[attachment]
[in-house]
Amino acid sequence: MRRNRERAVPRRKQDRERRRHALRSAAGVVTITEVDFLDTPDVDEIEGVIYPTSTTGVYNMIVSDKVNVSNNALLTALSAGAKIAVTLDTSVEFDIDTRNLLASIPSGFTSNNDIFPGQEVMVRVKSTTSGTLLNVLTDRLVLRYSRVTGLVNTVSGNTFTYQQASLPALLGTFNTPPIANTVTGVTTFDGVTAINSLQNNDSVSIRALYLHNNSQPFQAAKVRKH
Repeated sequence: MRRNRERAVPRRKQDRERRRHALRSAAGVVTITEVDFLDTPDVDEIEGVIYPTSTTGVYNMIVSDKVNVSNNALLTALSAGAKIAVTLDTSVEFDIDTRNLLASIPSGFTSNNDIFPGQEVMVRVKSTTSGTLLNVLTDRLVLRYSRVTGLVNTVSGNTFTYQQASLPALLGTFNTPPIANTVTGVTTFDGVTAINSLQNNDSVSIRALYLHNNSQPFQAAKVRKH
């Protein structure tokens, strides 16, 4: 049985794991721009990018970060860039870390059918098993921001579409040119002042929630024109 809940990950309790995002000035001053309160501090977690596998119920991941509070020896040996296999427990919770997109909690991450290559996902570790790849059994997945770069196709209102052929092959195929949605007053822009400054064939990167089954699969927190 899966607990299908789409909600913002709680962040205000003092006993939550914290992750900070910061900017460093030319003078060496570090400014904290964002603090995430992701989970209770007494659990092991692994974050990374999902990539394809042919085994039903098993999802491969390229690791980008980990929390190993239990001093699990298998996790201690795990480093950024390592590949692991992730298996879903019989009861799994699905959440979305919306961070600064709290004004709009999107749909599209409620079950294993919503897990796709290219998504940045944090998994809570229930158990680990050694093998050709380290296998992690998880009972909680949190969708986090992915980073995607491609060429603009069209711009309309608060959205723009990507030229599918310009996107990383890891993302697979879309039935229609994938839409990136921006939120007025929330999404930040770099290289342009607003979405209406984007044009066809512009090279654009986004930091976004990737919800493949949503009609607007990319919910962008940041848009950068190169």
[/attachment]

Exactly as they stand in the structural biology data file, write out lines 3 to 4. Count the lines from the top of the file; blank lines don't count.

Repeated sequence: MRRNRERAVPRRKQDRERRRHALRSAAGVVTITEVDFLDTPDVDEIEGVIYPTSTTGVYNMIVSDKVNVSNNALLTALSAGAKIAVTLDTSVEFDIDTRNLLASIPSGFTSNNDIFPGQEVMVRVKSTTSGTLLNVLTDRLVLRYSRVTGLVNTVSGNTFTYQQASLPALLGTFNTPPIANTVTGVTTFDGVTAINSLQNNDSVSIRALYLHNNSQPFQAAKVRKH
């Protein structure tokens, strides 16, 4: 049985794991721009990018970060860039870390059918098993921001579409040119002042929630024109 809940990950309790995002000035001053309160501090977690596998119920991941509070020896040996296999427990919770997109909690991450290559996902570790790849059994997945770069196709209102052929092959195929949605007053822009400054064939990167089954699969927190 899966607990299908789409909600913002709680962040205000003092006993939550914290992750900070910061900017460093030319003078060496570090400014904290964002603090995430992701989970209770007494659990092991692994974050990374999902990539394809042919085994039903098993999802491969390229690791980008980990929390190993239990001093699990298998996790201690795990480093950024390592590949692991992730298996879903019989009861799994699905959440979305919306961070600064709290004004709009999107749909599209409620079950294993919503897990796709290219998504940045944090998994809570229930158990680990050694093998050709380290296998992690998880009972909680949190969708986090992915980073995607491609060429603009069209711009309309608060959205723009990507030229599918310009996107990383890891993302697979879309039935229609994938839409990136921006939120007025929330999404930040770099290289342009607003979405209406984007044009066809512009090279654009986004930091976004990737919800493949949503009609607007990319919910962008940041848009950068190169």